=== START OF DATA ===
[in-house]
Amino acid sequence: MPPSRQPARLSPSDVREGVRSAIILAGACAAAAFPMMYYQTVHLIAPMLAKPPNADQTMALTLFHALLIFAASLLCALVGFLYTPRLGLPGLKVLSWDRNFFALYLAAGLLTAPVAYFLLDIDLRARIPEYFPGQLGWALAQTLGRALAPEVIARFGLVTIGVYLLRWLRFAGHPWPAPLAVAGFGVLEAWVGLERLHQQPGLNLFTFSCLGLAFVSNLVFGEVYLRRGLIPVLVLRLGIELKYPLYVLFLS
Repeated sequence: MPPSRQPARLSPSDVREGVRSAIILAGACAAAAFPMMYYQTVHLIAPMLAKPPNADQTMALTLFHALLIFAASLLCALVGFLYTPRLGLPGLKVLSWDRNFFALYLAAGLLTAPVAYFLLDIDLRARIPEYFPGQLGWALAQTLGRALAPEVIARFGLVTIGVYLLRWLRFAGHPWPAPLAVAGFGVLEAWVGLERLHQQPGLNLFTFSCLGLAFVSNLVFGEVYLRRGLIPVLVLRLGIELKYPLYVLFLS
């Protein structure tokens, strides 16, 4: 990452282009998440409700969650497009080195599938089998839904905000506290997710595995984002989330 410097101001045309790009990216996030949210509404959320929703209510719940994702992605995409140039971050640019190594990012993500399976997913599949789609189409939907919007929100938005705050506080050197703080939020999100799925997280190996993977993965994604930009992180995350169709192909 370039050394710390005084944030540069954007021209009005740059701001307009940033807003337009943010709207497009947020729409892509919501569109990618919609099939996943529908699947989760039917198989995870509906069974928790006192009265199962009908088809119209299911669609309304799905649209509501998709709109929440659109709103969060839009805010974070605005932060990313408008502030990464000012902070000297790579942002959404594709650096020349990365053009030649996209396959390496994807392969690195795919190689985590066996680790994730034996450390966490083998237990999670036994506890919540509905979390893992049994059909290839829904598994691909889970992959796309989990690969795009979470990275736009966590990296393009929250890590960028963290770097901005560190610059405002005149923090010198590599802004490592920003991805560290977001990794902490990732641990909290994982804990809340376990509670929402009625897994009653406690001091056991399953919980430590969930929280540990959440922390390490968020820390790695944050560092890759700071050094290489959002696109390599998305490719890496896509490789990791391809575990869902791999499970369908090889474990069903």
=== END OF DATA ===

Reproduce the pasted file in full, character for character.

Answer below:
[in-house]
Amino acid sequence: MPPSRQPARLSPSDVREGVRSAIILAGACAAAAFPMMYYQTVHLIAPMLAKPPNADQTMALTLFHALLIFAASLLCALVGFLYTPRLGLPGLKVLSWDRNFFALYLAAGLLTAPVAYFLLDIDLRARIPEYFPGQLGWALAQTLGRALAPEVIARFGLVTIGVYLLRWLRFAGHPWPAPLAVAGFGVLEAWVGLERLHQQPGLNLFTFSCLGLAFVSNLVFGEVYLRRGLIPVLVLRLGIELKYPLYVLFLS
Repeated sequence: MPPSRQPARLSPSDVREGVRSAIILAGACAAAAFPMMYYQTVHLIAPMLAKPPNADQTMALTLFHALLIFAASLLCALVGFLYTPRLGLPGLKVLSWDRNFFALYLAAGLLTAPVAYFLLDIDLRARIPEYFPGQLGWALAQTLGRALAPEVIARFGLVTIGVYLLRWLRFAGHPWPAPLAVAGFGVLEAWVGLERLHQQPGLNLFTFSCLGLAFVSNLVFGEVYLRRGLIPVLVLRLGIELKYPLYVLFLS
């Protein structure tokens, strides 16, 4: 990452282009998440409700969650497009080195599938089998839904905000506290997710595995984002989330 410097101001045309790009990216996030949210509404959320929703209510719940994702992605995409140039971050640019190594990012993500399976997913599949789609189409939907919007929100938005705050506080050197703080939020999100799925997280190996993977993965994604930009992180995350169709192909 370039050394710390005084944030540069954007021209009005740059701001307009940033807003337009943010709207497009947020729409892509919501569109990618919609099939996943529908699947989760039917198989995870509906069974928790006192009265199962009908088809119209299911669609309304799905649209509501998709709109929440659109709103969060839009805010974070605005932060990313408008502030990464000012902070000297790579942002959404594709650096020349990365053009030649996209396959390496994807392969690195795919190689985590066996680790994730034996450390966490083998237990999670036994506890919540509905979390893992049994059909290839829904598994691909889970992959796309989990690969795009979470990275736009966590990296393009929250890590960028963290770097901005560190610059405002005149923090010198590599802004490592920003991805560290977001990794902490990732641990909290994982804990809340376990509670929402009625897994009653406690001091056991399953919980430590969930929280540990959440922390390490968020820390790695944050560092890759700071050094290489959002696109390599998305490719890496896509490789990791391809575990869902791999499970369908090889474990069903």